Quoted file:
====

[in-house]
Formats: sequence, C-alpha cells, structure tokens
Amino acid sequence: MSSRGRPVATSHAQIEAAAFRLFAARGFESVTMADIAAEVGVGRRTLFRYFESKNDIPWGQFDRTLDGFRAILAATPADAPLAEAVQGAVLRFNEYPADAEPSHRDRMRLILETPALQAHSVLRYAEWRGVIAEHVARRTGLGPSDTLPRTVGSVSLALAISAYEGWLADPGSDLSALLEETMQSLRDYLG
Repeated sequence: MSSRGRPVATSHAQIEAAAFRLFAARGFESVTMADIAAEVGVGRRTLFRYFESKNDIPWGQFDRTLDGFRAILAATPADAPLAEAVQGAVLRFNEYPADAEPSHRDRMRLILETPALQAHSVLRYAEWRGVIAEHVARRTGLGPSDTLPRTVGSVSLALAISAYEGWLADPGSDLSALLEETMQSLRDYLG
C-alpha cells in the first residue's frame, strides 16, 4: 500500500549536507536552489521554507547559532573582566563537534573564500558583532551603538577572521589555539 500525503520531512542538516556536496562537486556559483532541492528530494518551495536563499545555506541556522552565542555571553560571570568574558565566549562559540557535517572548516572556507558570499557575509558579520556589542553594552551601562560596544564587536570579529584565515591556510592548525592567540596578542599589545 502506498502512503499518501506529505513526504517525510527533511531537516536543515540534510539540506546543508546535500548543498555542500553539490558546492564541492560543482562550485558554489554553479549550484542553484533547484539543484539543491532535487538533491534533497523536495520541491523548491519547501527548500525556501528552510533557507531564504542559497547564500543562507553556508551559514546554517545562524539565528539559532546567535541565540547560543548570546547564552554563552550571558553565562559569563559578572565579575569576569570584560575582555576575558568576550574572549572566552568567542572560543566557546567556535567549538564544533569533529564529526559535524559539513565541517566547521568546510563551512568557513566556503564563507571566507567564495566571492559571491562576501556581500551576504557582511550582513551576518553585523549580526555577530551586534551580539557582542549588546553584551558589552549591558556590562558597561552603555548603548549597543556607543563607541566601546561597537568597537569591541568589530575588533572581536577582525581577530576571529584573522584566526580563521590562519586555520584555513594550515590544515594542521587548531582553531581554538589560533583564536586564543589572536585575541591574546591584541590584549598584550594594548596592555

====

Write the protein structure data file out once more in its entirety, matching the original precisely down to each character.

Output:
[in-house]
Formats: sequence, C-alpha cells, structure tokens
Amino acid sequence: MSSRGRPVATSHAQIEAAAFRLFAARGFESVTMADIAAEVGVGRRTLFRYFESKNDIPWGQFDRTLDGFRAILAATPADAPLAEAVQGAVLRFNEYPADAEPSHRDRMRLILETPALQAHSVLRYAEWRGVIAEHVARRTGLGPSDTLPRTVGSVSLALAISAYEGWLADPGSDLSALLEETMQSLRDYLG
Repeated sequence: MSSRGRPVATSHAQIEAAAFRLFAARGFESVTMADIAAEVGVGRRTLFRYFESKNDIPWGQFDRTLDGFRAILAATPADAPLAEAVQGAVLRFNEYPADAEPSHRDRMRLILETPALQAHSVLRYAEWRGVIAEHVARRTGLGPSDTLPRTVGSVSLALAISAYEGWLADPGSDLSALLEETMQSLRDYLG
C-alpha cells in the first residue's frame, strides 16, 4: 500500500549536507536552489521554507547559532573582566563537534573564500558583532551603538577572521589555539 500525503520531512542538516556536496562537486556559483532541492528530494518551495536563499545555506541556522552565542555571553560571570568574558565566549562559540557535517572548516572556507558570499557575509558579520556589542553594552551601562560596544564587536570579529584565515591556510592548525592567540596578542599589545 502506498502512503499518501506529505513526504517525510527533511531537516536543515540534510539540506546543508546535500548543498555542500553539490558546492564541492560543482562550485558554489554553479549550484542553484533547484539543484539543491532535487538533491534533497523536495520541491523548491519547501527548500525556501528552510533557507531564504542559497547564500543562507553556508551559514546554517545562524539565528539559532546567535541565540547560543548570546547564552554563552550571558553565562559569563559578572565579575569576569570584560575582555576575558568576550574572549572566552568567542572560543566557546567556535567549538564544533569533529564529526559535524559539513565541517566547521568546510563551512568557513566556503564563507571566507567564495566571492559571491562576501556581500551576504557582511550582513551576518553585523549580526555577530551586534551580539557582542549588546553584551558589552549591558556590562558597561552603555548603548549597543556607543563607541566601546561597537568597537569591541568589530575588533572581536577582525581577530576571529584573522584566526580563521590562519586555520584555513594550515590544515594542521587548531582553531581554538589560533583564536586564543589572536585575541591574546591584541590584549598584550594594548596592555